Invisible Stranger


Invisible Stranger

Collecting Crises on Old Compton Street and Beyond

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Little Tinker

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Friday, May 14, 2004
Cheap Music
Noël Coward got it spot on when he marvelled at the potency of "cheap music". Play Fauré's Requiem, and the greater part of the country will wonder what all the fuss is about and go off and listen to Kylie instead. But plonk Elton behind the old Joanna with a vulgar, trashy and totally apposite reworking of "Candle in the Wind", and he captures perfectly the hysterical mood of an entire nation (well, apart from me, that is), and gets himself a knighthood into the bargain.

It's amazing how evocative of time and place some music can be. Every couple, past, present, or plotting revenge, has "their" song; and while there are masses who can think of far better things for God to do than save the Queen, I suspect there are few English people who aren't just a tiny bit moved by the patriotic zeal and vision of "Jerusalem".

Other memories are much more personal. Terry Jacks' frankly otherwise quite atrocious version of "Seasons in the Sun" takes me back to my "O"-levels and one of the hottest summers on record when the temperature was so high the ground began to crack. On my first trip to New York, and at the precise moment my yellow cab cleared a corner to give me my first sight of that night-time skyline, "Like A Virgin" blasted out at me from the car speakers. "Touched for the very first time," sang Madge. If only she knew. And I'd love to tell you what associations Patti Smith's "Horses" holds for me, but if I did Blogger would very probably close me down.

Of course, the memories aren't always that pleasant. I can't listen to "An Englishman In New York", Sting's homage to Quentin Crisp, without thinking of a former flat-mate, because that was on continuous loop on the hospital radio as we waited for him to die. And whenever I hear the vomitous "Wind Beneath My Wings", I'm time-warped back to flying in a small plane over the Masai Mara with the one who'd later end up breaking my —

Er. Sorry. Don't know what came over me there. Now, where was I? Oh yes, evocative music.

I was reminded about this the other night, when I was going off on one of my usual three-and-a-half Stella rants, this one about gay anthems, those overlong, over-hyped, over-produced pieces of pink pish which purport to define and unite an entire community whose only common interest is what, or more precisely who, they'd like to get up to with their willies.

I was expected to choose as my fag-fave some hands-in-the-air, amyl-up-the-nostril G.A.Y crowd pleaser like "I Will Survive" or "I Am What I Am", or maybe even "YMCA" or at least something from Steps, which is a fair indication of the opinion certain people have of me round these parts. Instead I went for "Somewhere", from West Side Story.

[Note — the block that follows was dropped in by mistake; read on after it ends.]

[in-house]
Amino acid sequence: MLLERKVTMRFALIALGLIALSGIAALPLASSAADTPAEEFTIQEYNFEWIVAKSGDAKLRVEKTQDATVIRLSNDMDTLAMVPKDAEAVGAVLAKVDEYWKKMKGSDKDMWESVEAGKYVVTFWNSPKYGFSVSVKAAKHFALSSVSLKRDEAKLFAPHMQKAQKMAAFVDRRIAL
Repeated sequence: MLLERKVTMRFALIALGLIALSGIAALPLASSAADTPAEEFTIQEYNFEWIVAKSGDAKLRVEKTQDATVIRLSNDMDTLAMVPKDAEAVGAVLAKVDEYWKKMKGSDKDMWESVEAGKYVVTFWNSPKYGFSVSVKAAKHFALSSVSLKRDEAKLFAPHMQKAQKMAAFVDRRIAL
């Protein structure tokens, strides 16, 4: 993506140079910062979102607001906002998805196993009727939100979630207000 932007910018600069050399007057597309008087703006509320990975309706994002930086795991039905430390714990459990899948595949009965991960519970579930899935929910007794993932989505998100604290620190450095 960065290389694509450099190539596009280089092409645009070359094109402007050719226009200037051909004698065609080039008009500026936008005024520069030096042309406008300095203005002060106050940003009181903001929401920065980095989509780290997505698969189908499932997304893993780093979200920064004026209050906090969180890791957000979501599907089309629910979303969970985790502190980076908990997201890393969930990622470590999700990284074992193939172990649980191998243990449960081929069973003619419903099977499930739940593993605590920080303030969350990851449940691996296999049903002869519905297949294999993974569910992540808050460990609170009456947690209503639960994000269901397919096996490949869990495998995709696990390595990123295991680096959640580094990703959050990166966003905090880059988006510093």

I first heard this in its homo-context a few years ago at the After Party of the Sydney Gay and Lesbian Mardi Gras (something else over-hyped, over-produced and over not a moment too soon if you want my opinion). Then, a six-foot, slinky, black drag queen came on stage, dressed all in white, and sang to the accompaniment of a single piano:
There's a place for us,
Somewhere a place for us.
Peace and quiet and open air
Wait for us
Somewhere.

The song's gentle yearning for nothing more than peace and acceptance stunned into shocked and respectful silence a thousands-strong dancefloor of sweaty Muscle Marys. (The pharmaceuticals may also have played not a small part in it, however…)

I next heard it round about a year later, after the fatal bomb attack on the Admiral Duncan pub, right in the heart of London's gay ghetto village. I was running late that Friday evening, otherwise I might have dropped in there for a drink. I would certainly have been passing by. Two of my friends were inside when the bomb went off; thankfully they survived with only minor injuries and burns, but even today, five years after the event, the memories linger, and the staff still search your bag when you visit.

The pub reopened about six weeks later, fittingly on the Friday before that year's Gay Pride/ Mardi Gras/ Big Gay Out, or whatever the fageratti were calling it that particular year. I took along to the re-opening ceremony in a packed Old Compton Street one of the friends who'd been in the pub at the time the bomb went off, the idea being to help exorcise the ghost of the attack as soon as possible. After the speeches and messages of support had been read, and the bells of St Anne's church had tolled for each one of the dead and the injured, someone, I don't know who, came to the open first-floor window, and sang once again that song from West Side Story, no longer a song of yearning but now a two-fingers to homophobes more powerful than all your Gloria Gaynors put together, and for one all too brief period also an affirmation of community:
We'll find a new way of living,
We'll find a way of forgiving
Somewhere…
There's a place for us,
A time and place for us.
Time together with time to spare,
Time to learn, time to care…
Hold my hand and I'll take you there,
Hold my hand and we're halfway there.

Oh, sod it. You had to be there. Or just a big old softy Stranger like me.